But as it turned out, it was actually crucial to get the amount of additive correct, to adjust the amount so as to suit the siding surface and environmental conditions of the day, especially the temperature. And the painters all knew that and so all along, through winters, springs, summers and falls they had been choosing, as best they could, between one and five measures of the additive per gallon with the greater amounts of additive being needed on the cooler days because the additive was in part a hardener and hardening otherwise happens more slowly at lower temperatures. And so due to that part of their vast knowledge of the trade they scored more good ratings than bad or acceptable ratings. And except for minor variations such as the mere 10% margin that the contractor found, that was also why the percentages of “good” ratings were more or less evenly distributed among the numbers of measures of the additive in the historical record— because the painters were equally good at using the right amount of additive regardless of conditions, not because the amount of additive didn't matter. Ironically it was the 10% margin that the contractor saw and jumped on that was a mere fluctuation due to uncontrollable and unknown variables.
Not understanding any of that, the greedy contractor— we have to call him “greedy” or this would not be a proper parable— fixed the number of measures to be used per gallon at the historically optimal number. Given the fluctuations the thus-determined number could have been anything. But it happened that it was a number of measures of additive that was suitable for cool weather and he imposed the use of it just prior to a busy summer month. He became bankrupt and when last seen was living in his mother's basement.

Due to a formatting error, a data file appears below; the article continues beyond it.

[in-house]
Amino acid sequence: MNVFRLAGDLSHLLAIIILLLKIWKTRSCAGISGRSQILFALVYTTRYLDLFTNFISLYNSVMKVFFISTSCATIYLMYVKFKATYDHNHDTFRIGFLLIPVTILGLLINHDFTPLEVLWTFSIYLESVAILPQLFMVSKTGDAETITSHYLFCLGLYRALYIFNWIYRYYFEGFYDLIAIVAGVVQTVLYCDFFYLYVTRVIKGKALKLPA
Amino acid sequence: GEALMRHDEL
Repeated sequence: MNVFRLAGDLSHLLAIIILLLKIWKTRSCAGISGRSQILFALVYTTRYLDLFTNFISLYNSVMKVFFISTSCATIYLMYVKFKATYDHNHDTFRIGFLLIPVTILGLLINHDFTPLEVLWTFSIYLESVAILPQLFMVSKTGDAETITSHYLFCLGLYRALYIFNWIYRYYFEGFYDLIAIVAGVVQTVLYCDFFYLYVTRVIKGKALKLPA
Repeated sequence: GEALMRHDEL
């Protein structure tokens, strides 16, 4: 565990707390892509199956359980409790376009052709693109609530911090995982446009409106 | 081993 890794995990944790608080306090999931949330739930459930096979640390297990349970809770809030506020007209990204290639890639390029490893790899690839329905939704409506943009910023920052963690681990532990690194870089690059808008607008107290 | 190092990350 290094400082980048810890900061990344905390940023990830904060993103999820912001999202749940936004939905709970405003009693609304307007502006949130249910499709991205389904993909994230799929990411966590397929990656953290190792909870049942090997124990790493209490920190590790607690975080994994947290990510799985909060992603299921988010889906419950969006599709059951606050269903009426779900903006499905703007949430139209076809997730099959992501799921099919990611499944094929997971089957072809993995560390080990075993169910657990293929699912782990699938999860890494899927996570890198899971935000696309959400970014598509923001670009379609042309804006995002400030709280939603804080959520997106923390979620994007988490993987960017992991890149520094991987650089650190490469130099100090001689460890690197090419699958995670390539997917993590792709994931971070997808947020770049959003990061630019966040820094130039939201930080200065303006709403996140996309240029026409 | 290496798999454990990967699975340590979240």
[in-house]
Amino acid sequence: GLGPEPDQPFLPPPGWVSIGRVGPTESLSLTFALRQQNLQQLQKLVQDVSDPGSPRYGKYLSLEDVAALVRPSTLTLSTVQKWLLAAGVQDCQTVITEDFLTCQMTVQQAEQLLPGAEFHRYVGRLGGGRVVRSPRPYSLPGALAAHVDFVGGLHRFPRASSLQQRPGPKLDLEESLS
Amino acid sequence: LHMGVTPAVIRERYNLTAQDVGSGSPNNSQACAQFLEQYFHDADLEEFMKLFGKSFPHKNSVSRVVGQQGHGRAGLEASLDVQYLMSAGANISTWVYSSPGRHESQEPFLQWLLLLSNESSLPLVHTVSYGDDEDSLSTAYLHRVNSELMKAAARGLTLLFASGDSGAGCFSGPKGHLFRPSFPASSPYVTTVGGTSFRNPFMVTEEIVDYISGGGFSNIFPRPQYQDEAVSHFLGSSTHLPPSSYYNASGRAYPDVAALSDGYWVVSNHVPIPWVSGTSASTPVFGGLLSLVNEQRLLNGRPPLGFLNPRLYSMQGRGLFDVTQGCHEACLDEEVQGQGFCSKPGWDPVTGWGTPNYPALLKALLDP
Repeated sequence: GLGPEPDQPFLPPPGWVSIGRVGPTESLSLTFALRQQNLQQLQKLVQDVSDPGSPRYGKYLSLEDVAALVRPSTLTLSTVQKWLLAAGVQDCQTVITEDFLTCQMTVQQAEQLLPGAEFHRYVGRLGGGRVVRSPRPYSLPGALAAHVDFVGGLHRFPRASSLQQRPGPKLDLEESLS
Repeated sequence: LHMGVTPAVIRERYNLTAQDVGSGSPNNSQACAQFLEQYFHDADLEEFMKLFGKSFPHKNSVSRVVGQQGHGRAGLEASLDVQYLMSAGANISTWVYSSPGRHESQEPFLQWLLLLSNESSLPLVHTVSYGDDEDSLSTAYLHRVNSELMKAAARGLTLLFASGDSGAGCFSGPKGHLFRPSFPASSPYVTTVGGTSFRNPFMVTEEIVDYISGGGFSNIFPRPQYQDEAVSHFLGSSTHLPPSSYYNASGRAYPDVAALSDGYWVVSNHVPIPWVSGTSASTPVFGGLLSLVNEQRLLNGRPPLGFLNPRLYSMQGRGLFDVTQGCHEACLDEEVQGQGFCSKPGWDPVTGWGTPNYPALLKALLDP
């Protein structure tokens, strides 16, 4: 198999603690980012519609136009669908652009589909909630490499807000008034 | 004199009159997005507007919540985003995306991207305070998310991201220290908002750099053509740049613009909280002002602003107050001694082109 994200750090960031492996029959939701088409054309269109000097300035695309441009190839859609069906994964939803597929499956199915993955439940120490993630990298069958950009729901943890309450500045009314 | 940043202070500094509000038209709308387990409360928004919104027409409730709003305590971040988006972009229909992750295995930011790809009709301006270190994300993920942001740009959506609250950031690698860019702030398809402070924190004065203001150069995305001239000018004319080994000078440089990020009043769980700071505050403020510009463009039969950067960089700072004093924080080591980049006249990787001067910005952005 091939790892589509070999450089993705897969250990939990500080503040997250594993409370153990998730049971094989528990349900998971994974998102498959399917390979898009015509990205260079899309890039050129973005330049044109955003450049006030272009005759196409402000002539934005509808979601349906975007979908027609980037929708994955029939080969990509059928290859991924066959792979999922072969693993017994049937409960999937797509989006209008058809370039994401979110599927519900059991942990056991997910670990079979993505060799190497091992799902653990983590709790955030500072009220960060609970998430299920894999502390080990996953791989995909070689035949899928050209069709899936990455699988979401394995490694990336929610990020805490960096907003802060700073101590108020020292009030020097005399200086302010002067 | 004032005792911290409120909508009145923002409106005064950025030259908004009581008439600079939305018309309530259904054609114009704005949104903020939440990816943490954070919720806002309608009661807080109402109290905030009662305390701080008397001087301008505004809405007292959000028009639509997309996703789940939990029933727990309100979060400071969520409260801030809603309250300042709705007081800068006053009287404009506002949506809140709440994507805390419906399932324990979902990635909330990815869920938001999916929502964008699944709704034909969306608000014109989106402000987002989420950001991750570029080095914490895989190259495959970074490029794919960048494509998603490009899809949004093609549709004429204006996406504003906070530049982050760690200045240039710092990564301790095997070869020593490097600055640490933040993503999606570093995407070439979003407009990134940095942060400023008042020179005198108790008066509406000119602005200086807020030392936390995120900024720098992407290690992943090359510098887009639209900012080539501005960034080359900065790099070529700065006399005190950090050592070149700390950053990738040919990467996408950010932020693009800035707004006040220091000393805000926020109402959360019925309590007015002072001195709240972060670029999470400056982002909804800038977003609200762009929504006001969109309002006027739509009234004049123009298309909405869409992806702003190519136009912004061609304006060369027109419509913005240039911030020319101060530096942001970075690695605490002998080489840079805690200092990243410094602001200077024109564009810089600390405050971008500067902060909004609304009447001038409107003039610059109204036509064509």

MORAL: If you're going to beat the professionals at their own game, first get your logic straight.
Some Proper Procedures
Were there rules of hypothesis testing, of backtesting, of logic that the contractor should have followed? Hah! You could say that. The first rule is to remember to actually test your hypothesis.
An Ex Ante Testing Regime: the “Walkthrough”
That's right, the contractor tested absolutely nothing. He used the history to set the number of measures of additive going forward, but he never tested what happens when someone proceeds that way. The astonishing thing is that many who promote some system or other of theirs for trading stocks only do the like of what the contractor did, yet brazenly call it backtesting. There are even online sites with associated brokerage accounts that encourage customers to use the site's software to “backtest” on their own (all the better to shirk blame), where the software only finds out what would have happened if particular parameter values had been used in the past. The customer is led to find parameter values that would have worked well in the past, if only back in the past the future good performance of those values could somehow have been known.
If the contractor had painted a few houses and then stopped to check the results that would have been a bit of an actual test, but to do a very good test or two it would not have been necessary to paint any additional houses at all. Read on.